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as far as i know, all of the big wall street firms are thrilled with the fact that congress wants to repeal of that reform. i think that having a consumer financial agency that looks out for the consumer everything ranging from credit card rates, which are outrageous, to the kinds of consecutive derivative trading that occurred when banks played with middle-class famil ies' money, that should never happen again. congressman portman was one of those that voted for repealing the glass-steagall act, which basically said eubanks can go and start speculating. >> your time is up, mr. fisher. >> at this point, we have
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closing statements, two minutes for each gentleman to give their closing statement. rob portman, you go first. >> thank you, diane, and i want to thank the four reporters here today. could questions. i want to thank our organizers for giving us a chance to talk directly to the ohio voters. what you have seen tonight is two different approaches. lee fisher is proud of his record at a time when we lost 400,000 jobs here in ohio. he is having to want it both ways. he is proud of certain things that happened and he will take credit for it, but other things, he wants to blame someone else. i don think that it's the right record to take to washington. more importantly, what he is supporting that will make it harder for ohio to get back contract. i am running because i believe we are headed in the wrong
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direction pretty i think our country is headed in the wrong direction. the status quo is not working. we need some strong ideas. check out our website credit check out the 1-year suspension for small business taxes. we need to change direction because our great state and the workers of ohio deserve it. i was born and raised in this state. i want to be sure that ohio can get back on track, and we can do it. this is a great state with innovators, inventors, and entrepreneur, but we need to create the climate for success. i would ask for your vote tonight, and i hope to see you out on the campaign trail. thank you. >> mr. fisher. >> rob and i both have our wives here tonight.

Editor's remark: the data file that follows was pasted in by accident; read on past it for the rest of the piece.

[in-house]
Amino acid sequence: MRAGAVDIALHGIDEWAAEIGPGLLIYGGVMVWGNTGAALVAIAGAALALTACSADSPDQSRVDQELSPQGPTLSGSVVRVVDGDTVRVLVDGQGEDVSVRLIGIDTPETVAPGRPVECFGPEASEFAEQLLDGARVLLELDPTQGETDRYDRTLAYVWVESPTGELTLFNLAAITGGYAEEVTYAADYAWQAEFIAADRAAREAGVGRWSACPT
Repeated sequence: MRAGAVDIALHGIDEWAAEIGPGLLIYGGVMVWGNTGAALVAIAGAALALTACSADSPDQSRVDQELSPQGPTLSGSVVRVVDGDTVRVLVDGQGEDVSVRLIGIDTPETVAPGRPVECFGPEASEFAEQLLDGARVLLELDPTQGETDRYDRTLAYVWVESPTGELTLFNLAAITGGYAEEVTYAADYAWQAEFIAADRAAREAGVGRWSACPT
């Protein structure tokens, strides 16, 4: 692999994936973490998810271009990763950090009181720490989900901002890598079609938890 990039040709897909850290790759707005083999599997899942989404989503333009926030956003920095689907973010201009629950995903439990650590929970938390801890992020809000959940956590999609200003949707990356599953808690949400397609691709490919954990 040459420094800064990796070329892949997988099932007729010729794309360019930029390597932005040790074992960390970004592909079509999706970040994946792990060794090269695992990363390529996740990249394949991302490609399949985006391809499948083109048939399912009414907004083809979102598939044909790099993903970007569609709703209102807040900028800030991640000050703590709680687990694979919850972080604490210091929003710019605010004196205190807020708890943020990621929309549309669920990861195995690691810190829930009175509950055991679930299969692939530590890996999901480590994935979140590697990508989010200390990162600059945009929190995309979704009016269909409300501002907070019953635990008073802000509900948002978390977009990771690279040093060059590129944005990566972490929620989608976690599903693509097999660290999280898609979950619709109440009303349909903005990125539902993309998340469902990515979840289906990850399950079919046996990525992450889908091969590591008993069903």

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i want to thank all of you for giving us this great opportunity. we have had a lot of facts and figures tonight, so i think i want to take a different approach and tell you a quick story. one day i got a call from the mayor of norwalk, ohio. i got a call from her, panicked. i cancel my schedule for the rest of the day and drove out there, spent the day meeting with business leaders. we convinced the bank to back off, to reconsider and give the company a second chance. we gave the company a loan. we saved the company and we saved many of the jobs. one of the jobs we saved was
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kate whose husband was in a coma for many years. she said the only thing that kept her going was that job. a job is much more than a paycheck. it is about hope, dignity, and purpose in someone's life. i am proud of the work we have done at norwalk furniture, first solar, goodyear, bridgestone, firestone, and many more. am i satisfied? of course not. i am not satisfied because until we change these policies on the federal level, there is no governor or lieutenant governor, democrat or republican, who will be able to do it. even mitch daniels, a friend of congressman portman, has said there is something beyond the control of governors that can only be fixed and that broken
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place called washington, d.c. thank you. >> thank you. gentlemen, that is our debate tonight. thank you for being with us and i thank all of you at home for watching. a special thanks to all of our panelists . thanks also to the ohio newspaper organization for sponsoring this debate. election day is november 2. i am diane larson. have a great night. [captioning performed by national captioning institute] [captions copyright national cable satellite corp. 2010] . .
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>> thank you for joining us for the ohio u.s. senate debate. >> we have more campaign 2010 programming for you coming up tonight at 8:00 eastern. debate between candidates to be illinois' next governor. after that we will show a " washington journal" segment. >> the season and networks provide coverage of politics, public affairs, non-fiction books and american history. it is all available to you on television, radio, on line, and social media network sides. we take c-span on the road with their digital bus and local content vehicle. bringing the resources to your community. it is washington your way, the c-span networks.